Adidas was the second most widely-named brand as a World Cup sponsor,
both before and after the event, according to a new study with Survey Sampling International's (SSI). Coca Cola was first.
Survey Sampling said that while neither Coke nor Adidas is
experiencing significantly increased recognition for their sponsorship,
that is most likely due to the strong connection both brands already had
to the World Cup, even prior to the event.
Overall, the study found that the huge investment in a World Cup sponsorship is paying off for some companies, while others are seeing little return for their money.
The study with Survey Sampling International's (SSI) global panels — comparing sponsorship awareness before and after the World Cup — reveals that VISA, McDonald's and Hyundai are seeing gains among both men and women around the world. Men in all age groups and women 20 – 29 are fueling VISA's awareness increases, while men 30 – 39 are the primary drivers behind McDonald's improvements. Women 20 – 29 and men 30 – 39 are the groups most responsible for the gains Hyundai achieved in sponsorship awareness after the event.
Not all World Cup sponsors, however, are benefiting from added awareness as a result of their participation. Budweiser, MTN (Mobile Telephone Network), and Seara are among those not seeing the needle move on their awareness levels. Findings show respondents were no more likely to recognize these companies as sponsors during the last week of the event than they were before it began.
“Clearly, some companies are doing a better job than others in putting their sponsorships to work building awareness and recognition,” says Rene Bos, SSI's Managing Director, Asia Pacific. “Every sponsor has the goal of making sure its name is seen and remembered by the millions around the globe whose attention is riveted by the World Cup. Not all, however, are equally successful at achieving that objective. Companies choosing to sponsor should carefully plan and test their strategies to ensure they realize the full return on their substantial investment — and make the most of this global branding opportunity.”
SSI's findings are based on two studies — one before and one after the 2010 World Cup — with over 5,000 adults on its online panels in the US, UK, Germany, France, Japan, Australia, China, South Korea, New Zealand and Singapore interviewed. SSI offers extensive worldwide reach to support survey research through SSI Dynamixâ¢, its dynamic sampling platform that links to its own online panels, as well as Web sites, social media, affiliate partnerships and more.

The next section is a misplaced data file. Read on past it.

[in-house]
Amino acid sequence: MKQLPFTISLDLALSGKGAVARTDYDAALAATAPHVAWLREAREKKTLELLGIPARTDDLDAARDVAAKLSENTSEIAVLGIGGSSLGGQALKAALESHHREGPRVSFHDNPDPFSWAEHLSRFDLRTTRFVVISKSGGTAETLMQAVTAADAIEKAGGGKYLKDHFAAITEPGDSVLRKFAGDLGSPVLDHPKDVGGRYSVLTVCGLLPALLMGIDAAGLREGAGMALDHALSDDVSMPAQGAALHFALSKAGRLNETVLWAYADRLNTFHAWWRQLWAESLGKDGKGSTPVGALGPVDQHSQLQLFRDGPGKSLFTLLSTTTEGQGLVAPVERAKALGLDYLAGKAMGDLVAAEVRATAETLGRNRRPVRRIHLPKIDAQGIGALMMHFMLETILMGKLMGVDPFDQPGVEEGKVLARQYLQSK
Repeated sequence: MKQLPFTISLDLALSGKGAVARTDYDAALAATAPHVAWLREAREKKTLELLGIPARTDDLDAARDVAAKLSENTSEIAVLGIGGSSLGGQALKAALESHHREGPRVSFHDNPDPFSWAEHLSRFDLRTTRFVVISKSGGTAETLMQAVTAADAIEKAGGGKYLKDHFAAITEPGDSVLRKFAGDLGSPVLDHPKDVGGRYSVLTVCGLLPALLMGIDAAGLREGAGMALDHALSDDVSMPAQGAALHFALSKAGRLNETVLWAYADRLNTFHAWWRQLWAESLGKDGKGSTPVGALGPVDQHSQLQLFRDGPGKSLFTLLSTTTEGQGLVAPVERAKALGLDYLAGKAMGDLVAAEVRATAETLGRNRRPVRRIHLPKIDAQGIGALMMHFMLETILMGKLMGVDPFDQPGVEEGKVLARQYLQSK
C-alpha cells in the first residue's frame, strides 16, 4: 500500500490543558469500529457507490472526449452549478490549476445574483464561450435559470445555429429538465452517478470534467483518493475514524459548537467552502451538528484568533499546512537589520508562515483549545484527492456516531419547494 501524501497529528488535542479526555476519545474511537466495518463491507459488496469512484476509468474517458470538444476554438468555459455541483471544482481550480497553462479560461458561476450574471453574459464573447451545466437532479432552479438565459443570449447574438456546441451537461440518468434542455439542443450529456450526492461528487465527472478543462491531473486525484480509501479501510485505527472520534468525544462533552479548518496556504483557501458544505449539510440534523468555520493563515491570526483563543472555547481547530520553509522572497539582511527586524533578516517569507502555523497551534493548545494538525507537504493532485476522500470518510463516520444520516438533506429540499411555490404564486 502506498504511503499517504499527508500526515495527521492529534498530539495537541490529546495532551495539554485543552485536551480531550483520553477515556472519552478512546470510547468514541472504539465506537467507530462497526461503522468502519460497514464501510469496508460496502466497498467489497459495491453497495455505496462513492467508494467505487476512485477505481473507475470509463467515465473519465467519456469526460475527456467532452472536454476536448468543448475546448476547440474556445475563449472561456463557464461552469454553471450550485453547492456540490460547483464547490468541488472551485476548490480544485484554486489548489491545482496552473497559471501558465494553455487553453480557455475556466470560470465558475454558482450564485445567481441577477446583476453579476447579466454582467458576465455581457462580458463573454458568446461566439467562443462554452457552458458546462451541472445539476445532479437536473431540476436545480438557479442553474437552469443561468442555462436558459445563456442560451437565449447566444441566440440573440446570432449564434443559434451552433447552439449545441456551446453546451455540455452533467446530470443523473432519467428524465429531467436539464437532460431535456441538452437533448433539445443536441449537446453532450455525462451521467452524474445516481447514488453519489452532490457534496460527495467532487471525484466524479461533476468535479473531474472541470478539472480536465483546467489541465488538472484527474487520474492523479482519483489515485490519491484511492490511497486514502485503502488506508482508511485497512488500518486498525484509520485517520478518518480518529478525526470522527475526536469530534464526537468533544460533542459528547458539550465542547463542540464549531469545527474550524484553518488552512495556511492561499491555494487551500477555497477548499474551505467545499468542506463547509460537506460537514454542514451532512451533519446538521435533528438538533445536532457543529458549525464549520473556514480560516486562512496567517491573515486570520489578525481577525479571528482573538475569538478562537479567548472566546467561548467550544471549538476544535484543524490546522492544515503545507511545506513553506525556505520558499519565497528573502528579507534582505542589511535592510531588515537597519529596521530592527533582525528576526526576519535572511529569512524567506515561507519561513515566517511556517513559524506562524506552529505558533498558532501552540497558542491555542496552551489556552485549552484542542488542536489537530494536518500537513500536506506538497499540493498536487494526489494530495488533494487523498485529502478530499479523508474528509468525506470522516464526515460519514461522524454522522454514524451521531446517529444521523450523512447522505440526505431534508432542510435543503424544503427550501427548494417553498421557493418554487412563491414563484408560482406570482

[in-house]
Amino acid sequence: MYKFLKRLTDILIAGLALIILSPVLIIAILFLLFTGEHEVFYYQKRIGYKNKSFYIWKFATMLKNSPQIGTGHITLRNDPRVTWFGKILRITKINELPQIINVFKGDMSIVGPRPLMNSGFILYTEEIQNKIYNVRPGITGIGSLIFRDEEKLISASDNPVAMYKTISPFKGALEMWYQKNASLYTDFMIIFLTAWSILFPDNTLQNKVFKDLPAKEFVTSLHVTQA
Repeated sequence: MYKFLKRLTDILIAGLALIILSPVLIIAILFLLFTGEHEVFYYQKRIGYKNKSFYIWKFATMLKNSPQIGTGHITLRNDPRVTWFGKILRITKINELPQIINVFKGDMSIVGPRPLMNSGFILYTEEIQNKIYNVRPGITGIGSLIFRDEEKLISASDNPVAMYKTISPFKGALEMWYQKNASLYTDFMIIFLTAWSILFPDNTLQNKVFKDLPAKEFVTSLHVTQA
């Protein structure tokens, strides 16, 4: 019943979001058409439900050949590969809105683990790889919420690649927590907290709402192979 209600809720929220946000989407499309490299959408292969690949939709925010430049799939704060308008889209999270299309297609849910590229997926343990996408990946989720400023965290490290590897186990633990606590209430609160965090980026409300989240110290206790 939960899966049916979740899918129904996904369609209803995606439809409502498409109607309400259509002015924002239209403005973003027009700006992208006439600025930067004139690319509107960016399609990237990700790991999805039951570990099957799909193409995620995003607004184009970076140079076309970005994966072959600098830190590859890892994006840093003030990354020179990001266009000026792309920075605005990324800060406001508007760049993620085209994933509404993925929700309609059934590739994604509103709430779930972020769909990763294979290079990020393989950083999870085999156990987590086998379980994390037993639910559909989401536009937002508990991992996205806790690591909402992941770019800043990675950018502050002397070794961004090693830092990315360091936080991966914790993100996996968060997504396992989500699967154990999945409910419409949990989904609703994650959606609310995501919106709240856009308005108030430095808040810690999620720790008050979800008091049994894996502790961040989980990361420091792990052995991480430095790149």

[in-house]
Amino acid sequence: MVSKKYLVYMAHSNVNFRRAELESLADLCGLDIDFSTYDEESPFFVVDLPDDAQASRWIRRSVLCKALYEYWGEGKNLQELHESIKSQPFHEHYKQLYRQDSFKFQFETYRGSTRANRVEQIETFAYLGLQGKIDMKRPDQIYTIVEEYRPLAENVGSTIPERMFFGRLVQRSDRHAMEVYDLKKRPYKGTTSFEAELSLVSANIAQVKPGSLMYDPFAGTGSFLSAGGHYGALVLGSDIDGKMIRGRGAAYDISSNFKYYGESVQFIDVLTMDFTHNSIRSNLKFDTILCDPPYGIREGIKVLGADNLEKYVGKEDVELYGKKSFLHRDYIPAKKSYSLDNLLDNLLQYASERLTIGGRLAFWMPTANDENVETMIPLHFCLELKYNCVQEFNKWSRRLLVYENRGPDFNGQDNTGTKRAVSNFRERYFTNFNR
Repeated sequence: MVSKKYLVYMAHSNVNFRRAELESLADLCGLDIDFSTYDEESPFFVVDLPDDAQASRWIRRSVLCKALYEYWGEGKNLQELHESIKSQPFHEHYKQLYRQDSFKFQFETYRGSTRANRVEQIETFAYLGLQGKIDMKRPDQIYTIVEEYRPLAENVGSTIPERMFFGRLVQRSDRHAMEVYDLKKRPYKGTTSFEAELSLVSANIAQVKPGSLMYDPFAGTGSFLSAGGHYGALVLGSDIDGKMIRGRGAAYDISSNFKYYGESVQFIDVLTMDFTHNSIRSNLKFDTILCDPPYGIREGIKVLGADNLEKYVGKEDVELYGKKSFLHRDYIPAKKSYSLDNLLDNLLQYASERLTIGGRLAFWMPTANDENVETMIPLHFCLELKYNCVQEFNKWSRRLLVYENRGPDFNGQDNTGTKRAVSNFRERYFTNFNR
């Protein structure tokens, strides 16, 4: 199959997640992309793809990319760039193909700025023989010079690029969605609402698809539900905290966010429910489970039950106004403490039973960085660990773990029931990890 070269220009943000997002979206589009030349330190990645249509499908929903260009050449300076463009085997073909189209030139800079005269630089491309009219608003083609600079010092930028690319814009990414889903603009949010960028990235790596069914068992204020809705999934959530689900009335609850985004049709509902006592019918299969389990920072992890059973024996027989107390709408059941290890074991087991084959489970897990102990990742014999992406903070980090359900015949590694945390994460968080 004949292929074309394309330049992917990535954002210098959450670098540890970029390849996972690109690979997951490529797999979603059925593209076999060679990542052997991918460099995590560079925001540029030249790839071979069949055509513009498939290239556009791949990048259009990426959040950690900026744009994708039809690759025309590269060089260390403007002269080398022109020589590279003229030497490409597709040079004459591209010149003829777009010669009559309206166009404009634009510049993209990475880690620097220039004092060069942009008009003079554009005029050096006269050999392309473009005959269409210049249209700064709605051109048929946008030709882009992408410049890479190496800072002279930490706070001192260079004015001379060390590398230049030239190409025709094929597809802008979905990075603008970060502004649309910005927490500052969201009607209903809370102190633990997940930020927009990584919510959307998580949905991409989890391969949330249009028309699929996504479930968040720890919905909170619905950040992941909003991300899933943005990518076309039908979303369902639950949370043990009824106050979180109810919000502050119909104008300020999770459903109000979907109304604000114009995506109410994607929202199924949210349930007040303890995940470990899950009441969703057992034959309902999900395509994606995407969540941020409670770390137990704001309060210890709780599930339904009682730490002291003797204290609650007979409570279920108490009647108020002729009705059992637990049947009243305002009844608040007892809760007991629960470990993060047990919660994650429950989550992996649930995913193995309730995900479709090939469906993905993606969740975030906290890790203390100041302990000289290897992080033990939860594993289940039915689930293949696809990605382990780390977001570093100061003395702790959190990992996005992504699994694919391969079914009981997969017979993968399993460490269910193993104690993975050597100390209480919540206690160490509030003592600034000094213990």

Interest in the World Cup Remains High for 2014
Companies considering a World Cup sponsorship in 2014 should keep in mind that interest remains high. Post the 2010 event, 68% of men 20 – 29 and 64% of men 30 – 39 say that they are interested or very interested in the 2014 World Cup. Though those numbers are impressive, they represent declines from SSI's 2010 pre-event study, in which 74% of men 20 – 29 and 72% of men 30 – 39 expressed interest in the 2014 World Cup.
Women around the globe also are looking forward to the 2014 World Cup, though not in as large numbers as their male counterparts. After the 2010 event, 53% of women 20 – 29 and 41% of women 30 – 39 say they are interested or very interested in the 2014 matches. For women in their 20s, that represents a slight increase over the pre-event study, when just 50% expressed interest. Women in their 30s, however, show a decline in their interest from the pre-event study, when 48% said they were interested or very interested in the 2014 games.